Falmouth residents are being sought by a student at the University of Exeter’s Penryn Campus who is conducting research into the causes of moth declines.

Regional weather extremes linked to atmospheric variations

Variations in high-altitude wind patterns expose particular parts of Europe, Asia and the US to different extreme weather conditions, a new study has shown.

Exeter scientist reveals secrets of Scotland’s basking sharks in new report

Seas between the islands of Skye and Mull on Scotland’s west coast are highly important for basking sharks, according to a report published today by Scottish Natural Heritage (SNH).

Exeter expert wins prestigious Physics award

A University of Exeter physics expert has been bestowed with a prestigious award, for his significant widening participation and outreach work.

Cornwall academic awarded medal for scientific contribution

Professor David Hosken from the Penryn Campus has been awarded a prestigious prize from the Zoological Society of London (ZSL) in recognition of outstanding scientific merit.

Exeter social scientists play leading role in major environmental assessment

Social scientists in Politics at the University of Exeter played leading roles in a major new assessment of UK environment resources

WW1 soldier poet and composer Ivor Gurney shines bright at the BBC Proms

Archival research brings to light previously unheard, as well as rarely performed chamber, orchestral and choral works by World War One soldier, poet and composer Ivor Gurney.

Imagining the suburbs research event and book launch

The suburbs spread far and wide beyond city boundaries yet are rarely celebrated as places of cultural interest or excitement. 

Exeter 6th in UK for most cited researchers says new global ranking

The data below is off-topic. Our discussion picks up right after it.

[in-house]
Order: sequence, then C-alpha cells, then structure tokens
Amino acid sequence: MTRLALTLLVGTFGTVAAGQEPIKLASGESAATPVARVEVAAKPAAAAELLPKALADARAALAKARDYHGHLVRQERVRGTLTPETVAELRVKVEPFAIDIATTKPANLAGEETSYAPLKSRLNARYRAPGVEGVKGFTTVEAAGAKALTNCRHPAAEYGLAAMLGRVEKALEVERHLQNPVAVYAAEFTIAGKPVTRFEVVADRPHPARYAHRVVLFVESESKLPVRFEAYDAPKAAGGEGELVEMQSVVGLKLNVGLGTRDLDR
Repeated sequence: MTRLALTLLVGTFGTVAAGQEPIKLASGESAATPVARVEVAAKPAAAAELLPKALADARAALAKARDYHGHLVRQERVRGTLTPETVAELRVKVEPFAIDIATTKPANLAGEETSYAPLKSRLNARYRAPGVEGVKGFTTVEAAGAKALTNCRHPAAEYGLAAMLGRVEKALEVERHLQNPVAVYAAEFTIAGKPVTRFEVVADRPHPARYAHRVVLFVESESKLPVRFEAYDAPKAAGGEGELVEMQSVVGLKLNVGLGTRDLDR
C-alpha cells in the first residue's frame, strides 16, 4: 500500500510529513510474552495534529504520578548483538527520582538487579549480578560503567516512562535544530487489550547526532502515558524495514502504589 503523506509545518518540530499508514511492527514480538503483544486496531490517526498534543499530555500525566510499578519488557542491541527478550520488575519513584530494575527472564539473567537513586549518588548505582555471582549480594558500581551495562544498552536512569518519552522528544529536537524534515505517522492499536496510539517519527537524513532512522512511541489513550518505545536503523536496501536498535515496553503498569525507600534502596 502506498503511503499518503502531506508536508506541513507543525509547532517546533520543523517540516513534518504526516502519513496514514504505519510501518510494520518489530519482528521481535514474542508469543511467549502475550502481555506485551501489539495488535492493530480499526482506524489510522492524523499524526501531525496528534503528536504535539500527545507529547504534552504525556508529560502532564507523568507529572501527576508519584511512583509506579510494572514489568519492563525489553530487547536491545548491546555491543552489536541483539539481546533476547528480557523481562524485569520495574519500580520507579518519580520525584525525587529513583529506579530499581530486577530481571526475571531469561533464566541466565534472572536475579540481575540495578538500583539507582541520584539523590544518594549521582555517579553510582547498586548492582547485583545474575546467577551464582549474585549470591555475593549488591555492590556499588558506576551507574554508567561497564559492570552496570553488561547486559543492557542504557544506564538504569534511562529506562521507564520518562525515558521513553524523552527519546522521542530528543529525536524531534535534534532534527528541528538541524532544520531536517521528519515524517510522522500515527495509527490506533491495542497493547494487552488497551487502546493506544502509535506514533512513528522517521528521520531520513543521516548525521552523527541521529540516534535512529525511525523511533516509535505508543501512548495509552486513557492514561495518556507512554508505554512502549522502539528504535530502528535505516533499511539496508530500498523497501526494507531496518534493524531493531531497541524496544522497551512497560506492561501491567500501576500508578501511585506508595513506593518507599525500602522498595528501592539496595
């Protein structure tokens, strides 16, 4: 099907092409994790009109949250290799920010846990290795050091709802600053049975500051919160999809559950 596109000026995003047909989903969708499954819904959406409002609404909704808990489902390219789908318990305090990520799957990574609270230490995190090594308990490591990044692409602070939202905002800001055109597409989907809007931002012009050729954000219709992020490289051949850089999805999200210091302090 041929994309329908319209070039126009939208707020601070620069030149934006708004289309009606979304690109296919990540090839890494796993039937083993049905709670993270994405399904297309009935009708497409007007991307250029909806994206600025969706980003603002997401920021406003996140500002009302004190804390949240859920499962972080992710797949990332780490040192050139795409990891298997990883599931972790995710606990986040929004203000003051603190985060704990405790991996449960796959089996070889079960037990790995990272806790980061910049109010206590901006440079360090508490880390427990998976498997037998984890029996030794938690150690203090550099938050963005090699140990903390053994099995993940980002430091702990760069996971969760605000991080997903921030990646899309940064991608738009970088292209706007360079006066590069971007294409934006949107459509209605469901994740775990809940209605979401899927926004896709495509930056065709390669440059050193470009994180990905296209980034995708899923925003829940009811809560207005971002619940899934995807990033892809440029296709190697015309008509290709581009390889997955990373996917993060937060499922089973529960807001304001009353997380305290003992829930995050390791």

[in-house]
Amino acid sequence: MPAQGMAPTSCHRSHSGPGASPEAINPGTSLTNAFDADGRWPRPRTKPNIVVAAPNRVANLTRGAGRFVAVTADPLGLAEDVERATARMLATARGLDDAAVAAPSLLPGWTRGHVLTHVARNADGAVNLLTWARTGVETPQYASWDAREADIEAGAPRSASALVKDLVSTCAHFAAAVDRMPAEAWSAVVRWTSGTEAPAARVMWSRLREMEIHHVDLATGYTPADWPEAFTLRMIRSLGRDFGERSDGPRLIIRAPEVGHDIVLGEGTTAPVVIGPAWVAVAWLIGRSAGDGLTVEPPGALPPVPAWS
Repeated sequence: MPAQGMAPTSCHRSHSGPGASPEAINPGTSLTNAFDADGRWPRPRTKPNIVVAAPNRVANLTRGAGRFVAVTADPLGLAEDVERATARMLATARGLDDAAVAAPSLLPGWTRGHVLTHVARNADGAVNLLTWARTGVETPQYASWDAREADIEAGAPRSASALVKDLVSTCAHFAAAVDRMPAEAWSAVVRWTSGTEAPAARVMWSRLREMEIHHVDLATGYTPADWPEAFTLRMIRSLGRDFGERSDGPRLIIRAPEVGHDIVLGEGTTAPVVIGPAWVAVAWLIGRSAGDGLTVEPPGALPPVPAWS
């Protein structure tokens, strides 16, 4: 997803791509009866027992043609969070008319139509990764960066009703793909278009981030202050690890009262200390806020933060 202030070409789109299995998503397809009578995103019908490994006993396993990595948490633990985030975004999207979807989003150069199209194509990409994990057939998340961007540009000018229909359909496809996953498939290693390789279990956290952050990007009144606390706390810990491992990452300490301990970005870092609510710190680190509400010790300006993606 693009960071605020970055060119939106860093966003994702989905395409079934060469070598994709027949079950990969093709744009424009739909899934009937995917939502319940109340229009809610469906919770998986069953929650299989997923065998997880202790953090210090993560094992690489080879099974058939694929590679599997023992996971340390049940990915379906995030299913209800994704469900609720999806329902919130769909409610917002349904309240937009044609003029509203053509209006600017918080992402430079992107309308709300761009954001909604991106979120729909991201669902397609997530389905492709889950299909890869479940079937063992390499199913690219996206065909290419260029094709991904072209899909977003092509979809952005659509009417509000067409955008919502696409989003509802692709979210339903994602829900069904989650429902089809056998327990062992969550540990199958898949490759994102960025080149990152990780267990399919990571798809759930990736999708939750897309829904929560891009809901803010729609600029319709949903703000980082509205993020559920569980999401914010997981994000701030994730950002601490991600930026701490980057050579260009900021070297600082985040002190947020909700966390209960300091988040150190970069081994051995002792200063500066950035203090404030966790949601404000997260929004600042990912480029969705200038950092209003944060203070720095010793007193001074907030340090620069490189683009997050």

Eight University of Exeter academics feature in an authoritative new list of the most highly cited researchers, published this week by Thompson Reuters. This places Exeter 6th in the UK.

Recreational football reduces high blood pressure in mature women

The World Cup in Brazil may be attracting a global armchair audience of millions, but new research has shown that playing football could help lower blood pressure in women aged 35-50.

Facial injuries and surgical advances exhibition

Soldiers in World War One with serious facial injuries are the catalyst for a research project and a new exhibition.

Arctic warming linked to fewer European and US cold weather extremes, new study shows

Climate change is unlikely to lead to more days of extreme cold, similar to those that gripped the USA in a deep freeze last winter, new research has shown.

Exeter academic wins most prestigious award for Higher Education teaching

A major education award that celebrates outstanding impact on the student learning experience and educational institutions has been awarded to a University of Exeter academic.

Scientists unravel the genetic secrets of nature’s master of mimicry